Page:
(This Dec. 27 story corrects to say 55,000 pages of emails instead of 55,000 emails in 3rd paragraph)
WASHINGTON (Reuters) - In a new legal development on the controversy over former Secretary of State Hillary Clinton’s emails, an appeals court on Tuesday reversed a lower court ruling and said two U.S. government agencies should have done more to recover the emails.
The ruling from Judge Stephen Williams, of the U.S. Court of Appeals for the District of Columbia Circuit, revives one of a number of legal challenges involving Clinton’s handling of government emails when she was secretary of state from 2009 to 2013.
Clinton, the 2016 Democratic presidential nominee, used a private email server housed at her New York home to handle State Department emails. She handed over 55,000 pages of emails to U.S. officials probing that system, but did not release about 30,000 she said were personal and not work related.
The email case shadowed Clinton’s loss to Republican Donald Trump in the Nov. 8 presidential election. Trump, who had repeatedly said during the bruising campaign that if elected he would prosecute Clinton, said after the election he had no interest in pursuing investigations into Clinton’s email use.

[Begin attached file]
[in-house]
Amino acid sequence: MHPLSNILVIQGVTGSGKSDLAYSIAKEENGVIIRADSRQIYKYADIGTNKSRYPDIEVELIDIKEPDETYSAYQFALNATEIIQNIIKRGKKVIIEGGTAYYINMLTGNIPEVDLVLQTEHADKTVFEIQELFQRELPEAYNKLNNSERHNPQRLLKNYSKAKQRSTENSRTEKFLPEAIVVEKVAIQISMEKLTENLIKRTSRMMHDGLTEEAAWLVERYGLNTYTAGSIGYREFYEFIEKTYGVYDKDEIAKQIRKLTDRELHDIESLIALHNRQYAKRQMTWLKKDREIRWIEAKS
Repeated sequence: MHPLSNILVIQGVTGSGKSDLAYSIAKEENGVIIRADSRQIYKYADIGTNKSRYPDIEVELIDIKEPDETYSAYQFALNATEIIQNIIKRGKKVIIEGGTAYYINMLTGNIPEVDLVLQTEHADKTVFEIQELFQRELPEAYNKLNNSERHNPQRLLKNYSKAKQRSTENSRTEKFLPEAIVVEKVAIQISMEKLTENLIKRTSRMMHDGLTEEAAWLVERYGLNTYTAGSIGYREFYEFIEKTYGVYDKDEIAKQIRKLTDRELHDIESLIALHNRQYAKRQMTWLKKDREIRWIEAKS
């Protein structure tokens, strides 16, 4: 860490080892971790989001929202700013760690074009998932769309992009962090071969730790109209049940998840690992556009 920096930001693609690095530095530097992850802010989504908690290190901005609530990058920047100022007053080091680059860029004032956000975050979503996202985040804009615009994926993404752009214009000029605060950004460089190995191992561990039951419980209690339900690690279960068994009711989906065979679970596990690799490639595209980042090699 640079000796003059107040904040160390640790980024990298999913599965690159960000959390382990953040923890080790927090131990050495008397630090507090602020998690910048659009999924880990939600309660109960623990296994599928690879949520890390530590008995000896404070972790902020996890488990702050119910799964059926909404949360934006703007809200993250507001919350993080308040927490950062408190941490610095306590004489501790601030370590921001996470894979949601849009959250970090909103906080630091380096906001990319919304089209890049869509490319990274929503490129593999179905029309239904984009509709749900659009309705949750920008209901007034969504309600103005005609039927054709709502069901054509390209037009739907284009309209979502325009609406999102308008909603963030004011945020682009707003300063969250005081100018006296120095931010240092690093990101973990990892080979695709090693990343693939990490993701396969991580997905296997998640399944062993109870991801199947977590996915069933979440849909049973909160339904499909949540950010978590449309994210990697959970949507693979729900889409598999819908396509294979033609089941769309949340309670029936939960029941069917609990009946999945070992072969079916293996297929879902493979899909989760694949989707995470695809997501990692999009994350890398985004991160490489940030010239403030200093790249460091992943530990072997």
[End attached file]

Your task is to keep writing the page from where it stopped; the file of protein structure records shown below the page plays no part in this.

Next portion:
While the State Department and National Archives took steps to recover the emails from Clinton’s tenure, they did not ask the U.S. attorney general to take enforcement action. Two conservative groups filed lawsuits to force their hand.
A district judge in January ruled the suits brought by Judicial Watch and Cause of Action moot, saying State and the National Archives made a “sustained effort” to recover and preserve Clinton’s records.
But Williams said the two agencies should have done more, according to the ruling in the U.S. Court of Appeals for the District of Columbia Circuit. Since the agencies neither asked the attorney general for help nor showed such enforcement action could not uncover new emails, the case was not moot.
“The Department has not explained why shaking the tree harder - e.g., by following the statutory mandate to seek action by the Attorney General - might not bear more still,” Williams wrote. “Absent a showing that the requested enforcement action could not shake loose a few more emails, the case is not moot.”
The State Department does not comment on pending litigation, a spokesperson said.
Williams noted that Clinton used two non-governmental email accounts at State and continued using the Blackberry account she had while a U.S. senator during her first weeks as the nation’s U.S. diplomat. She only switched to the email account hosted on her private server in March 2009, the ruling said.
“Because the complaints sought recovery of emails from all of the former Secretary’s accounts, the FBI’s recovery of a server that hosted only one account does not moot the suits, the judge wrote.
Reporting by Doina Chiacu; Editing by Kevin Drawbaugh and Leslie Adler
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